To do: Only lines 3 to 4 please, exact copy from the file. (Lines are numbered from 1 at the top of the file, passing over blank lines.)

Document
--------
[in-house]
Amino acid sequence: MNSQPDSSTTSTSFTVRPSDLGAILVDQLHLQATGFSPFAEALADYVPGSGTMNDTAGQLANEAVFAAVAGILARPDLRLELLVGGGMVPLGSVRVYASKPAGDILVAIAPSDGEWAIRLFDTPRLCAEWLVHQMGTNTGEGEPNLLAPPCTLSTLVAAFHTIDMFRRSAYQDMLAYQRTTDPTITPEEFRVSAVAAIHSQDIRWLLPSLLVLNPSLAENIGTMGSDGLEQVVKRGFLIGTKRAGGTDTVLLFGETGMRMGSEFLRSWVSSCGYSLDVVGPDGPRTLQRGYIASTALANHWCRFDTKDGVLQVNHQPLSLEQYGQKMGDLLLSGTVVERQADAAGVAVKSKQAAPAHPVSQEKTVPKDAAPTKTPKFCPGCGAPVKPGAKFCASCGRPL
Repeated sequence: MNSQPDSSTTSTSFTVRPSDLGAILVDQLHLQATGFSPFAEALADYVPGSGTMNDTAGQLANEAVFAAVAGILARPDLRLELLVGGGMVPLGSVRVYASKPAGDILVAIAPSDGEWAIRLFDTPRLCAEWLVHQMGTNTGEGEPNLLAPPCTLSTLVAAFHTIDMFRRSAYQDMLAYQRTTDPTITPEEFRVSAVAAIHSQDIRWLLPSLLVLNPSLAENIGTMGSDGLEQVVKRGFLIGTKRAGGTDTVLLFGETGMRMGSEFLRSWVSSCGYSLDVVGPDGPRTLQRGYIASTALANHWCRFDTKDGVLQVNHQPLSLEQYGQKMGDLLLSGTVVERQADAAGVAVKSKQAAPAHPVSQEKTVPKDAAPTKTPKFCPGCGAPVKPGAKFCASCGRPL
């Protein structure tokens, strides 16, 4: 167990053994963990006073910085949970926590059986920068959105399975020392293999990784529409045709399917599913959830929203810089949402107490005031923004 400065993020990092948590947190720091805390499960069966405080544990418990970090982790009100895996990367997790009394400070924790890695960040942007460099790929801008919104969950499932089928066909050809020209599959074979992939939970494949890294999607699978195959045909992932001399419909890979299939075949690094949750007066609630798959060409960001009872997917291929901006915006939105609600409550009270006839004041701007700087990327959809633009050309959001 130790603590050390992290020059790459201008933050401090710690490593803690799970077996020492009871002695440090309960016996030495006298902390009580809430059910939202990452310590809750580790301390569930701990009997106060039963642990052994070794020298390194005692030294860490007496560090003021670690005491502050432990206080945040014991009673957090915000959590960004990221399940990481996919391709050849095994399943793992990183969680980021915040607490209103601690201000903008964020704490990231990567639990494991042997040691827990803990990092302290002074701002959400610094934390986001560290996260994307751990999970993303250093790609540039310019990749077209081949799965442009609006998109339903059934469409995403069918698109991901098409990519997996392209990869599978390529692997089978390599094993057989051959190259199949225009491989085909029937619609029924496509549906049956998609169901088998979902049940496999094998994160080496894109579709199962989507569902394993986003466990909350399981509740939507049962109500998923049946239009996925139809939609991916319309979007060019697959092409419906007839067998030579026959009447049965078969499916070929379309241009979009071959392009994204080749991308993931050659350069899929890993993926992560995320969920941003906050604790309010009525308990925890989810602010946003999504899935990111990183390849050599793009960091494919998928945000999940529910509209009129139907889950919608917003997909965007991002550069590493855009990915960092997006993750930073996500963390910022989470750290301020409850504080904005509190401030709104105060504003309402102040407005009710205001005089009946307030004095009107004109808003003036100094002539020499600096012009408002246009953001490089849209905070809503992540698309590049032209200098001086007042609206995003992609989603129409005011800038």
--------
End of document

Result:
Repeated sequence: MNSQPDSSTTSTSFTVRPSDLGAILVDQLHLQATGFSPFAEALADYVPGSGTMNDTAGQLANEAVFAAVAGILARPDLRLELLVGGGMVPLGSVRVYASKPAGDILVAIAPSDGEWAIRLFDTPRLCAEWLVHQMGTNTGEGEPNLLAPPCTLSTLVAAFHTIDMFRRSAYQDMLAYQRTTDPTITPEEFRVSAVAAIHSQDIRWLLPSLLVLNPSLAENIGTMGSDGLEQVVKRGFLIGTKRAGGTDTVLLFGETGMRMGSEFLRSWVSSCGYSLDVVGPDGPRTLQRGYIASTALANHWCRFDTKDGVLQVNHQPLSLEQYGQKMGDLLLSGTVVERQADAAGVAVKSKQAAPAHPVSQEKTVPKDAAPTKTPKFCPGCGAPVKPGAKFCASCGRPL
């Protein structure tokens, strides 16, 4: 167990053994963990006073910085949970926590059986920068959105399975020392293999990784529409045709399917599913959830929203810089949402107490005031923004 400065993020990092948590947190720091805390499960069966405080544990418990970090982790009100895996990367997790009394400070924790890695960040942007460099790929801008919104969950499932089928066909050809020209599959074979992939939970494949890294999607699978195959045909992932001399419909890979299939075949690094949750007066609630798959060409960001009872997917291929901006915006939105609600409550009270006839004041701007700087990327959809633009050309959001 130790603590050390992290020059790459201008933050401090710690490593803690799970077996020492009871002695440090309960016996030495006298902390009580809430059910939202990452310590809750580790301390569930701990009997106060039963642990052994070794020298390194005692030294860490007496560090003021670690005491502050432990206080945040014991009673957090915000959590960004990221399940990481996919391709050849095994399943793992990183969680980021915040607490209103601690201000903008964020704490990231990567639990494991042997040691827990803990990092302290002074701002959400610094934390986001560290996260994307751990999970993303250093790609540039310019990749077209081949799965442009609006998109339903059934469409995403069918698109991901098409990519997996392209990869599978390529692997089978390599094993057989051959190259199949225009491989085909029937619609029924496509549906049956998609169901088998979902049940496999094998994160080496894109579709199962989507569902394993986003466990909350399981509740939507049962109500998923049946239009996925139809939609991916319309979007060019697959092409419906007839067998030579026959009447049965078969499916070929379309241009979009071959392009994204080749991308993931050659350069899929890993993926992560995320969920941003906050604790309010009525308990925890989810602010946003999504899935990111990183390849050599793009960091494919998928945000999940529910509209009129139907889950919608917003997909965007991002550069590493855009990915960092997006993750930073996500963390910022989470750290301020409850504080904005509190401030709104105060504003309402102040407005009710205001005089009946307030004095009107004109808003003036100094002539020499600096012009408002246009953001490089849209905070809503992540698309590049032209200098001086007042609206995003992609989603129409005011800038």